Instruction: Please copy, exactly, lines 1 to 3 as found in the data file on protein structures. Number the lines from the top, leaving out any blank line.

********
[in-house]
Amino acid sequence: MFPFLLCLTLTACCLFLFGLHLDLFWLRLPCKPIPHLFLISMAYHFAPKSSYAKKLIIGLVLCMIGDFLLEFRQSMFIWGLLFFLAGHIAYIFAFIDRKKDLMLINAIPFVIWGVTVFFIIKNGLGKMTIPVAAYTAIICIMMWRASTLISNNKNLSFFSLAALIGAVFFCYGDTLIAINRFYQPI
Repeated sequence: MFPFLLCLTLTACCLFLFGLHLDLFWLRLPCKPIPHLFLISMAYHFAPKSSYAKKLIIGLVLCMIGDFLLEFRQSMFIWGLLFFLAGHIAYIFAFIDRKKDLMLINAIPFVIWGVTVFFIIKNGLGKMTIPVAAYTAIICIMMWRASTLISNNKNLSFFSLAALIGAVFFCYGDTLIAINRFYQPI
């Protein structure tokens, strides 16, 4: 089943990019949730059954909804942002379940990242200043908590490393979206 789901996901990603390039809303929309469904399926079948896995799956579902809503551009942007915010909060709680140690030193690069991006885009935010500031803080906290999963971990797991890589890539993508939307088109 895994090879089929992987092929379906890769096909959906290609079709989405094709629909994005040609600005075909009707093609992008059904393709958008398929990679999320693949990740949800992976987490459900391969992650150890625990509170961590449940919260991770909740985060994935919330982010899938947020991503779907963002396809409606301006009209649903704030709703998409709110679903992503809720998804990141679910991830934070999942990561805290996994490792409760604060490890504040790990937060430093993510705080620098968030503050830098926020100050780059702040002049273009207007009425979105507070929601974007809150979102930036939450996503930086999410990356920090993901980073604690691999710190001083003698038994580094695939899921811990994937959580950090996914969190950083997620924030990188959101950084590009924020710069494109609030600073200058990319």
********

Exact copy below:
[in-house]
Amino acid sequence: MFPFLLCLTLTACCLFLFGLHLDLFWLRLPCKPIPHLFLISMAYHFAPKSSYAKKLIIGLVLCMIGDFLLEFRQSMFIWGLLFFLAGHIAYIFAFIDRKKDLMLINAIPFVIWGVTVFFIIKNGLGKMTIPVAAYTAIICIMMWRASTLISNNKNLSFFSLAALIGAVFFCYGDTLIAINRFYQPI
Repeated sequence: MFPFLLCLTLTACCLFLFGLHLDLFWLRLPCKPIPHLFLISMAYHFAPKSSYAKKLIIGLVLCMIGDFLLEFRQSMFIWGLLFFLAGHIAYIFAFIDRKKDLMLINAIPFVIWGVTVFFIIKNGLGKMTIPVAAYTAIICIMMWRASTLISNNKNLSFFSLAALIGAVFFCYGDTLIAINRFYQPI